The West Coast walk is also 100 miles of fine country walking. It is set out to be completed in 7 days, but because there are more places to stay it can be extended to as many as 12 days. This walk takes in a lot of the most popular natural features in the Yorkshire Dales, but heads out into some really wonderful wild places as well. The crowning glory is the brilliant light that always seems to shine out of the wide open sea and sand of Morecambe Bay.
Most popular itinerary
Day 1 – From Grassington across Boss Moor to the The Weets above the Craven Fault beyond which is Goredale Scar – well worth a visit. Then Malham for lunch and a steady walk up Malham Cove followed by a traverse of land all the way to Settle. 15 miles
Day 2 – An gentle morning through Feizor to Clapham for lunch, followed by an ascent of Ingleborough and the long down hill path into the village of Ingleton. 15 miles.
Day 3 – Although Ingleborough on Day 2 is the highest climb, Gragareth on this day, is the steepest. Up Ingleton Glen or the alternative side road, along Kingsdale to Yordas Cave, then to the top of Gragareth and a choice of routes – round the high ridge, with very little extra effort, to Great Coum, from where the path drops down into the top end of Barbondale and the impressive fells of Old Westmorland. This is a ‘two pack lunch’ day and ends in Kirkby Lonsdale. 16 miles (or plus 1 mile for the Great Coum route).
Day 4 – And so to the sea….. But a bit of gentle walking first. Over Farleton Fell and the edge of Hutton Roof to Burton-in-Kendal for lunch. Then, after crossing the M6, enter the fine open woodland which provides a haven and sanctuary for many birds. There is a reserve at Leighton Moss and the wildlife must spill out into these woods. The coastal village of Silverdale is just ahead.
Day 5 – This is a different day for long distance walkers because it includes a short train ride over the sands from Burnside to Grange-over-Sands for lunch. On the other side of the hill behind Grange is the amazing village of Cartmel with its priory and racecourse. Only 7.5 miles (walking) but for those who want more it is easy enough to continue to Haverthwaite.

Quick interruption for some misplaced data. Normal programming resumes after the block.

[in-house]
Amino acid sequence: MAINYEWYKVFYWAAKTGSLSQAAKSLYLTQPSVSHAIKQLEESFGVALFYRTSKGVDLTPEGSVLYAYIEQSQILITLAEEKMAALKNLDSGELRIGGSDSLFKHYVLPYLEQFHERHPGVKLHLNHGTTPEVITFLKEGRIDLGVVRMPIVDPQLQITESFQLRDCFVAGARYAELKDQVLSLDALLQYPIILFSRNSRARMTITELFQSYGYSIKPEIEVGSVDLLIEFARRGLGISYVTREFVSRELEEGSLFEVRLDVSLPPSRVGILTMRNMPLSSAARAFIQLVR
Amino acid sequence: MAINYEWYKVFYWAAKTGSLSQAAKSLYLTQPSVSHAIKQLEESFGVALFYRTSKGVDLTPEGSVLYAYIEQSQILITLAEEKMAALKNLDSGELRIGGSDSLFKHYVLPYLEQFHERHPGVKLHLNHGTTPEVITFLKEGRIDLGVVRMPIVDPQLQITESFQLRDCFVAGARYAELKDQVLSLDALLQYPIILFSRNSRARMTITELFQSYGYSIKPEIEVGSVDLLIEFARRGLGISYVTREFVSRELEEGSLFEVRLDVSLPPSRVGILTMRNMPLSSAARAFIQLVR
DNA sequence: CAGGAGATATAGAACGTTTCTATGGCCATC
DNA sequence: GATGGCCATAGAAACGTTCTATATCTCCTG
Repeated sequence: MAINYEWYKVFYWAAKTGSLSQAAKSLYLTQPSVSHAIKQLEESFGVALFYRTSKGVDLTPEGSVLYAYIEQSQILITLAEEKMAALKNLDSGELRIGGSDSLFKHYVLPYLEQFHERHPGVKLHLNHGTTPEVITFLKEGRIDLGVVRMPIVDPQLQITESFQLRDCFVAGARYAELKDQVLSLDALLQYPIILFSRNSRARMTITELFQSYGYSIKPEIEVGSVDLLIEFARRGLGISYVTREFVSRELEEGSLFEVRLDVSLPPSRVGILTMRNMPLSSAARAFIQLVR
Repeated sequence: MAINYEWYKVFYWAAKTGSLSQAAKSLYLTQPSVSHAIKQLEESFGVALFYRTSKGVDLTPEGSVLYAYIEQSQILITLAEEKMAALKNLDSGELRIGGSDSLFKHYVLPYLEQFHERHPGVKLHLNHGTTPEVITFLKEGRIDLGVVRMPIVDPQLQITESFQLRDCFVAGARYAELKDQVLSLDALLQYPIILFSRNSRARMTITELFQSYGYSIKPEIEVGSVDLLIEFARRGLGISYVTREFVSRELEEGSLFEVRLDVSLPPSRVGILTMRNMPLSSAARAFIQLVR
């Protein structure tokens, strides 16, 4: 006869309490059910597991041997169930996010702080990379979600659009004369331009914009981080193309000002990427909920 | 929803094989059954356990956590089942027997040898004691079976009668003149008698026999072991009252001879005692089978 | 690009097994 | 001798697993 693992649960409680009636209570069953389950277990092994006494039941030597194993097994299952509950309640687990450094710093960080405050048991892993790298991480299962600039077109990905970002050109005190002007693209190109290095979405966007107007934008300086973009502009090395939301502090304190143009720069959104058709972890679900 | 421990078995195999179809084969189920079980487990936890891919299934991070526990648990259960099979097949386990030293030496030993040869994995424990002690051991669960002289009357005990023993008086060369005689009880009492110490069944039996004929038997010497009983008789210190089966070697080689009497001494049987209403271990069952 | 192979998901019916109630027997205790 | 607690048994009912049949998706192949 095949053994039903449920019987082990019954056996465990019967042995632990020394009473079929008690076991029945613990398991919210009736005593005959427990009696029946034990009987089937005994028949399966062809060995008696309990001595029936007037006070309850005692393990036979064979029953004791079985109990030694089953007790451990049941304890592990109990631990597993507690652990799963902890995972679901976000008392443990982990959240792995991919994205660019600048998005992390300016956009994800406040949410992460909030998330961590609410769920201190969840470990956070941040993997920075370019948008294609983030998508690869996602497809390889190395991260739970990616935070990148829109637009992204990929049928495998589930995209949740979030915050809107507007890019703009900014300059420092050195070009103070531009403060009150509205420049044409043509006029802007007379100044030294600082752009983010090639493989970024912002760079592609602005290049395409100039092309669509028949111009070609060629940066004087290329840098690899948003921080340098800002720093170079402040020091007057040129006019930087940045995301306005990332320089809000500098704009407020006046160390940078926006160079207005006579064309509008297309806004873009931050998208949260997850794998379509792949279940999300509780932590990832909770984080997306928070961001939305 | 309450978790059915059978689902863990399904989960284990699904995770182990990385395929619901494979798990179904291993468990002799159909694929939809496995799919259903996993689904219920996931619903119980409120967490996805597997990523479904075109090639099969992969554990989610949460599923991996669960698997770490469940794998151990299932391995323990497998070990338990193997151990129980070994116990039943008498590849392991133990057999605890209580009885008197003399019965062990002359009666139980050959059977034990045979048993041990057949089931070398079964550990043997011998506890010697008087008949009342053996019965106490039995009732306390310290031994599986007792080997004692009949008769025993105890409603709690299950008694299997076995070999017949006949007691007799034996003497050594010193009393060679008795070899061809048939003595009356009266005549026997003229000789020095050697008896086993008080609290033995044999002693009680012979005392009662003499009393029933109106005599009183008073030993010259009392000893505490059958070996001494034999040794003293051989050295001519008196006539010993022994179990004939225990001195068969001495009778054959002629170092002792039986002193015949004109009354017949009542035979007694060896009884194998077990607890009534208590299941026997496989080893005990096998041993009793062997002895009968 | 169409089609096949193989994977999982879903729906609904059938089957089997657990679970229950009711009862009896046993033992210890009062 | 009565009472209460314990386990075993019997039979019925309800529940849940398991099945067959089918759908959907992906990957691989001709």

Day 6 – Up the hill behind Cartmel and suddenly there is an expansive view across the Leven estuary, which on a clear day, will show the unmistakeable silhouette of the Castle on Piel Island. There is a good ridge walk before coming down to sea level, at which altitude the remaining miles are walked to Ulverston. 14 miles
Day 7 – The whole day is walked with the sea and sand on the left. It will be a bright day, even in rain or dull weather – Morecambe Bay is really all about the light of the sky. At Roa Island (which is no longer an island but joined by a modern road), there is an open boat out to Piel Island where the pub has undergone a major three year refurbishment. Piel Island is a jewel in the sparkling sea of Morecambe Bay. This charming little fifty acre island has a King, a Castle and a Pub, all steeped in history. 11 miles or 16.5 to Barrow.
Day 8 – If an extra day is possible it is worth staying for the night and then walking across from Piel Island over the estuary sands onto Walney Island (this is the way all the beer and supplies get to the pub on Piel Island, by truck!), and from there round into Barrow-in-Furness. 9 miles to Barrow.
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